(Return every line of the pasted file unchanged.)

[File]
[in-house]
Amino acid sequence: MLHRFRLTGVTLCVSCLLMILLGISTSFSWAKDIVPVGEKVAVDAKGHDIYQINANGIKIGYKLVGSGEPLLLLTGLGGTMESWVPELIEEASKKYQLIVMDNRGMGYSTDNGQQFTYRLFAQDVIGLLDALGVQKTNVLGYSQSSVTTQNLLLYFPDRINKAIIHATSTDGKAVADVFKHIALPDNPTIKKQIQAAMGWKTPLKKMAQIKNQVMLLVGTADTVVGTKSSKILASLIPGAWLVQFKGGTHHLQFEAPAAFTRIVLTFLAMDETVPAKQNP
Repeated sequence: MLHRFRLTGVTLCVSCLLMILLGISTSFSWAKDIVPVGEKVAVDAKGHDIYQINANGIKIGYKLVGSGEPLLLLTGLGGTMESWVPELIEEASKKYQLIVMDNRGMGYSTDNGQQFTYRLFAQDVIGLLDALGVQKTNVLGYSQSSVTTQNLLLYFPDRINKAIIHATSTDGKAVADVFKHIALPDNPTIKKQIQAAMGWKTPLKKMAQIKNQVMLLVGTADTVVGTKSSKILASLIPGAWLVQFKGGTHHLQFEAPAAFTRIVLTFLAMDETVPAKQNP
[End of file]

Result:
[in-house]
Amino acid sequence: MLHRFRLTGVTLCVSCLLMILLGISTSFSWAKDIVPVGEKVAVDAKGHDIYQINANGIKIGYKLVGSGEPLLLLTGLGGTMESWVPELIEEASKKYQLIVMDNRGMGYSTDNGQQFTYRLFAQDVIGLLDALGVQKTNVLGYSQSSVTTQNLLLYFPDRINKAIIHATSTDGKAVADVFKHIALPDNPTIKKQIQAAMGWKTPLKKMAQIKNQVMLLVGTADTVVGTKSSKILASLIPGAWLVQFKGGTHHLQFEAPAAFTRIVLTFLAMDETVPAKQNP
Repeated sequence: MLHRFRLTGVTLCVSCLLMILLGISTSFSWAKDIVPVGEKVAVDAKGHDIYQINANGIKIGYKLVGSGEPLLLLTGLGGTMESWVPELIEEASKKYQLIVMDNRGMGYSTDNGQQFTYRLFAQDVIGLLDALGVQKTNVLGYSQSSVTTQNLLLYFPDRINKAIIHATSTDGKAVADVFKHIALPDNPTIKKQIQAAMGWKTPLKKMAQIKNQVMLLVGTADTVVGTKSSKILASLIPGAWLVQFKGGTHHLQFEAPAAFTRIVLTFLAMDETVPAKQNP